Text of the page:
Sunday Observer Online


Sunday, 21 August 2016





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New ambulance service in South:

Public demand high

As the new Indian emergency ambulance service enters its second month of operation, members of the public continue to have mixed feelings about the new service. Many have welcomed it as a 'step forward in filling an unmet urgent need for transporting critically ill patients to a hospital.'

The Health Ministry, however, seems happy about the progress of the new service which they say, has received a positive response from the public. So does the GBK Emergency Medical Research Institute EMRI) which runs the service and also bears the costs incurred, claiming that the number of calls they get at their call centre hotline 1919 has been increasing daily since its inception on August 5.


Deputy Director General, Dental Services, Dr Jayasundara Bandara whose unit is directly involved with the new service, backs this claim. Speaking to the Sunday Observer, he said: "Just yesterday there had been 160 callers from various parts of the Southern Province where the service is currently operating. All thirty five ambulances now operating in the Province had responded to the calls without delay. We are glad that due to this ambulance service, people living in remote areas in Galle , Hambantota and Matara who have found it difficult to get an ambulance to transport a critically ill patient quickly to a nearby hospital, are now being given that opportunity".

Not everyone agrees however. Aside from the positive aspects of having an additional emergency service to transport patients to hospital, certain members of the medical fraternity have voiced fears over the quality of the new service.

A usually outspoken health official speaking on grounds of anonymity expressed concerns over the kind of training given to those manning the new ambulances.

"An ambulance is a specialized vehicle used to transport sick or injured people to medical treatment facilities", he noted. "It is not a vehicle that simply drops off a patient at the hospital and goes off, like some cab service. It must therefore, be fully equipped with first aid care and most importantly, manned by trained paramedics and drivers who should be able to assist the emergency medical technicians if the need arises.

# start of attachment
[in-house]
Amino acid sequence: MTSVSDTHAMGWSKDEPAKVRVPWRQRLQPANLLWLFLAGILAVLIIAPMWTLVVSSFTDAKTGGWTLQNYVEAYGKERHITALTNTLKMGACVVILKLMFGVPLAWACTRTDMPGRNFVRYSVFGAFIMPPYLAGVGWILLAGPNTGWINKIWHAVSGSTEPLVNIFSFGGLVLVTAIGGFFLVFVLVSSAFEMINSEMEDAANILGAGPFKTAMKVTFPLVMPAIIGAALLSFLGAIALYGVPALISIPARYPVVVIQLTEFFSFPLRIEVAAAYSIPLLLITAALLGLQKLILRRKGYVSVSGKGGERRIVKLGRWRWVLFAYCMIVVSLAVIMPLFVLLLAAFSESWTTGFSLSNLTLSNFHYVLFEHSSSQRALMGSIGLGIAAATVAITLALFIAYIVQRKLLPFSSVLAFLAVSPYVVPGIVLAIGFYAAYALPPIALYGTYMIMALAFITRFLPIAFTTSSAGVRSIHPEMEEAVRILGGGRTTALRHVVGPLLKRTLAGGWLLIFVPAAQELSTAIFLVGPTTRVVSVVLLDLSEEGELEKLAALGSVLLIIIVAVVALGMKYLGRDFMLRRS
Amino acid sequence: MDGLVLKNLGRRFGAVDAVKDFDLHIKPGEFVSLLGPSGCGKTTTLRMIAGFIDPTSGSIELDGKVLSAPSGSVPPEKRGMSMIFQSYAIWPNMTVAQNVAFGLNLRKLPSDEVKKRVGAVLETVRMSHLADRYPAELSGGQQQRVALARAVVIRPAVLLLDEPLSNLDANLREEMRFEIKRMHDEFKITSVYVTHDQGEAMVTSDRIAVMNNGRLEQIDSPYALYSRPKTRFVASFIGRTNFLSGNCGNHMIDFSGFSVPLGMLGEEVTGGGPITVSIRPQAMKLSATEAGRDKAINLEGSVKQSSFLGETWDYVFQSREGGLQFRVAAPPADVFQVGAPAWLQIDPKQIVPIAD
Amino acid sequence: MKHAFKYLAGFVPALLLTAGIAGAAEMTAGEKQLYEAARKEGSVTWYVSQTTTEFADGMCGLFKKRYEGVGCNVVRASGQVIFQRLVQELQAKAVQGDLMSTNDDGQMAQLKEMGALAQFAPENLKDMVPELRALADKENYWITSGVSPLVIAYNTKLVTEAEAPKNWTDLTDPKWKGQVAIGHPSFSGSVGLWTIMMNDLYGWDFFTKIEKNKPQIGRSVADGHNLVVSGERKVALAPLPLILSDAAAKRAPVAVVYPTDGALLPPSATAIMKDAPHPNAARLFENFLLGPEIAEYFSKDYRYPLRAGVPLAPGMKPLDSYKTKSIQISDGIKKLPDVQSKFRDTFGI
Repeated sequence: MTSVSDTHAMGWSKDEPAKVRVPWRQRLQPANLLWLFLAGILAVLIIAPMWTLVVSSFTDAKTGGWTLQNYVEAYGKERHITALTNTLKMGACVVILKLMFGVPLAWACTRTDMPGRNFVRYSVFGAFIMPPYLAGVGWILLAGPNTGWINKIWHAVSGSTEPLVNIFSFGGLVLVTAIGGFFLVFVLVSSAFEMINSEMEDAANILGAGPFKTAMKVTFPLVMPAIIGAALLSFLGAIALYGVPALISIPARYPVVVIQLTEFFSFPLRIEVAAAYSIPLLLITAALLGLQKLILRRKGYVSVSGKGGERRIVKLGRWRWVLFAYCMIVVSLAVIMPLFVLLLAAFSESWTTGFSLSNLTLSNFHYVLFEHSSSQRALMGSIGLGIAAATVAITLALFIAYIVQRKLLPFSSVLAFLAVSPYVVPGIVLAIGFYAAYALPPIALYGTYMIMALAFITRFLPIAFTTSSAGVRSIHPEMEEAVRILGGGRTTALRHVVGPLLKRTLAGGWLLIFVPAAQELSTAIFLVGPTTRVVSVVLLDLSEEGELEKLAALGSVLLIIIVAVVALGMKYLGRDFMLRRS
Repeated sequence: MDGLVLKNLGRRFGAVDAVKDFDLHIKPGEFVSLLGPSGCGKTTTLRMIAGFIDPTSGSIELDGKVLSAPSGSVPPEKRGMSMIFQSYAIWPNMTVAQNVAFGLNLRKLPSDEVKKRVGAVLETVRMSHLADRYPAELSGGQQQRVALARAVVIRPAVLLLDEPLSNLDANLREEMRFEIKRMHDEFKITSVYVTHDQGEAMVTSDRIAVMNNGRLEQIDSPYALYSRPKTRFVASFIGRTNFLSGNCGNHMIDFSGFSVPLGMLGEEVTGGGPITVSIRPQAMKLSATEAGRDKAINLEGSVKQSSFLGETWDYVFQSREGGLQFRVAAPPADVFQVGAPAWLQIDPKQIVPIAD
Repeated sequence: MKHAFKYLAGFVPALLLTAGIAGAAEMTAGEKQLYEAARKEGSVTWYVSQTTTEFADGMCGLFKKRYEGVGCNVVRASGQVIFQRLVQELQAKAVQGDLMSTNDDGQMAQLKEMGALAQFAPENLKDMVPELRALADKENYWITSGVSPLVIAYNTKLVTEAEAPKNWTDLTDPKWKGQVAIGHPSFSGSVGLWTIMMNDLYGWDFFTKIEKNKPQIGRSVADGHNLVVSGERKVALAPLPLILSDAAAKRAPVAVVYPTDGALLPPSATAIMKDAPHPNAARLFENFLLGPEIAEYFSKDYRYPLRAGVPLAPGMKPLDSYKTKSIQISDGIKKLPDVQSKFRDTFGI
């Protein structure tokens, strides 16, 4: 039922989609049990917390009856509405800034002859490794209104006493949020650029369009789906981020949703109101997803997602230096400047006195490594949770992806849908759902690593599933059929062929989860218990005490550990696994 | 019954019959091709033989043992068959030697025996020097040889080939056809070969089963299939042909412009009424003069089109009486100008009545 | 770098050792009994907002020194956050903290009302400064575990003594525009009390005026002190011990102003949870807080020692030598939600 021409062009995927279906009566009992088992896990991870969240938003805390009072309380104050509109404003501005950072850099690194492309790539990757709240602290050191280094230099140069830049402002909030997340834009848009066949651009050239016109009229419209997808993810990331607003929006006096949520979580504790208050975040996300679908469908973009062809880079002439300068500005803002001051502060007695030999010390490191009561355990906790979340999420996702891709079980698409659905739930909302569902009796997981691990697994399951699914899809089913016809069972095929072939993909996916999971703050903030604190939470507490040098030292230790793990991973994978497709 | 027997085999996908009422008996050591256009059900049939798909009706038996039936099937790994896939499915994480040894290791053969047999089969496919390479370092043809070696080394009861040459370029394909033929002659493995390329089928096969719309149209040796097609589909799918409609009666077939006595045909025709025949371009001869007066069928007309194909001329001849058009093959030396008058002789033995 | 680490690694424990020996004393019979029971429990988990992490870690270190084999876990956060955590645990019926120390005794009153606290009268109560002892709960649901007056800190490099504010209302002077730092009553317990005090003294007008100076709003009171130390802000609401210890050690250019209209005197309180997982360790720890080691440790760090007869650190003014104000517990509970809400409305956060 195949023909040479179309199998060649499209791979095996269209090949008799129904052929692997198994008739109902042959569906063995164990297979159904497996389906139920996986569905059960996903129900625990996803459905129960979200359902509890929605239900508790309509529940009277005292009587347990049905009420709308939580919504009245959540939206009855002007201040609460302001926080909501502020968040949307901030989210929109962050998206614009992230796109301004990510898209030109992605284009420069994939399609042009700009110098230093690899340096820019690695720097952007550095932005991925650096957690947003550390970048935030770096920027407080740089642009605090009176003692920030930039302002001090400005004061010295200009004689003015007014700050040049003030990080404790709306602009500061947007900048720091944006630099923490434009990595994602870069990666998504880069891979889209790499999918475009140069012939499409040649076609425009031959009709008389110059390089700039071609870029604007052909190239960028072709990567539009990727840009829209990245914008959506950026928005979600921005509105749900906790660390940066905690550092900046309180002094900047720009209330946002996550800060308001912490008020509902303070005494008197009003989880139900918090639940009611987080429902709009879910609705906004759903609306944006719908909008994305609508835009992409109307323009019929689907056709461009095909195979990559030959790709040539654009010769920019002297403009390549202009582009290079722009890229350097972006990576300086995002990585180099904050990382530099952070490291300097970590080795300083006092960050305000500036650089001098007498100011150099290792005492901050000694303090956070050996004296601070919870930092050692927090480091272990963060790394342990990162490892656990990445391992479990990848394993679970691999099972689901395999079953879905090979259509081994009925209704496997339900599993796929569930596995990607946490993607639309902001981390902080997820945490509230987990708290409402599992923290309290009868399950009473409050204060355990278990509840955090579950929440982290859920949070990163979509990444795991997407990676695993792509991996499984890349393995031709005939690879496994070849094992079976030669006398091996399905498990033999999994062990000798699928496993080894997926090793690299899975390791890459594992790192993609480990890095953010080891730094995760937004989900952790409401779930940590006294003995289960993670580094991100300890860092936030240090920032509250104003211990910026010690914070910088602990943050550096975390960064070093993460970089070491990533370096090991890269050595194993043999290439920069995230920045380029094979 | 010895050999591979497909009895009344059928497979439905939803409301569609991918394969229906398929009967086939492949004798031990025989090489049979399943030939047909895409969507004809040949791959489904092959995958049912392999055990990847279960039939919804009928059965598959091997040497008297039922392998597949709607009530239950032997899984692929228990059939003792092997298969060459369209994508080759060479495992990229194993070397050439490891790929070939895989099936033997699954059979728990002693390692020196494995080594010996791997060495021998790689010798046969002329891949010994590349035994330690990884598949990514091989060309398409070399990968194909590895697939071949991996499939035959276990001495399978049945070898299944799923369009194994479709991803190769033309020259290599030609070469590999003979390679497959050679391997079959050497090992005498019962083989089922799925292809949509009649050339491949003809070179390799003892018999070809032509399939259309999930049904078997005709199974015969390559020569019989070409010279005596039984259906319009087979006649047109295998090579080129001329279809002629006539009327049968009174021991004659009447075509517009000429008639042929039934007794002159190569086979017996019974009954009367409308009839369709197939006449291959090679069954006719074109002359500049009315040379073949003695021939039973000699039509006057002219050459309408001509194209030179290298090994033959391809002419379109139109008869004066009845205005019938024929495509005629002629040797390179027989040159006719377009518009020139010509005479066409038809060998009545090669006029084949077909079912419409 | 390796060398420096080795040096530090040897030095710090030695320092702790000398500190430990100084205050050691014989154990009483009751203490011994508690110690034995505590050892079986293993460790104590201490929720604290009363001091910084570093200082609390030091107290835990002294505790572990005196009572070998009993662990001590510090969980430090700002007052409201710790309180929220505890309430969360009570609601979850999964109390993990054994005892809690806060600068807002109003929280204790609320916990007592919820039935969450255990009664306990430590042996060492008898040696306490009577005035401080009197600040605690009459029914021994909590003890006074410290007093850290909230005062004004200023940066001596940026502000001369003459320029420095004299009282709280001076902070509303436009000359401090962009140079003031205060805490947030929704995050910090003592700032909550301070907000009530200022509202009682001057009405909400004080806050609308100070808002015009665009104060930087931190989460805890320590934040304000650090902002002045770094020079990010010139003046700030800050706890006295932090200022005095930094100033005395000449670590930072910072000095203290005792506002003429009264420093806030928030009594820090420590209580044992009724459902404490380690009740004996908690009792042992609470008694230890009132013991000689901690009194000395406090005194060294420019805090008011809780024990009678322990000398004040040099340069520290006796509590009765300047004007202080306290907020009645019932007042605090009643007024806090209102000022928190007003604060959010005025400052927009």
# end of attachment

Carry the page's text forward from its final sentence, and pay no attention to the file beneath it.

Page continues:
Resources Manager GBK EMRI Sunda Mudaliya, however, is quick to defend the service for which he is in overall charge, in Sri Lanka. Since he was unreachable when writing this article, we quote a previous interview he had, with this writer on the same question. According to him, all 240 paramedics selected by the Health Ministry for training in India had undergone, "excellent training approved by the Stanford University of USA. The trainers were from the same university. The trainees, who incidentally had at least two passes in the Science stream, were trained in house classroom training and at hospitals. They followed practical and theoretical training at our Emergency Management and Learning Centre in Hyderabad, the only one of its kind there".

Dr Jayasundara Bandara said, although 88 ambulances had been brought down from India, only 35 were being used. "The balance will be used when we introduce it to the Western Province and other parts of the country," he said. However, there seems to be some confusion over extending the service to the Western Province. Mudaliya when questioned said, "Our Company is committed to the first phase of the project. It is left to our Government to decide whether we should continue the project after that".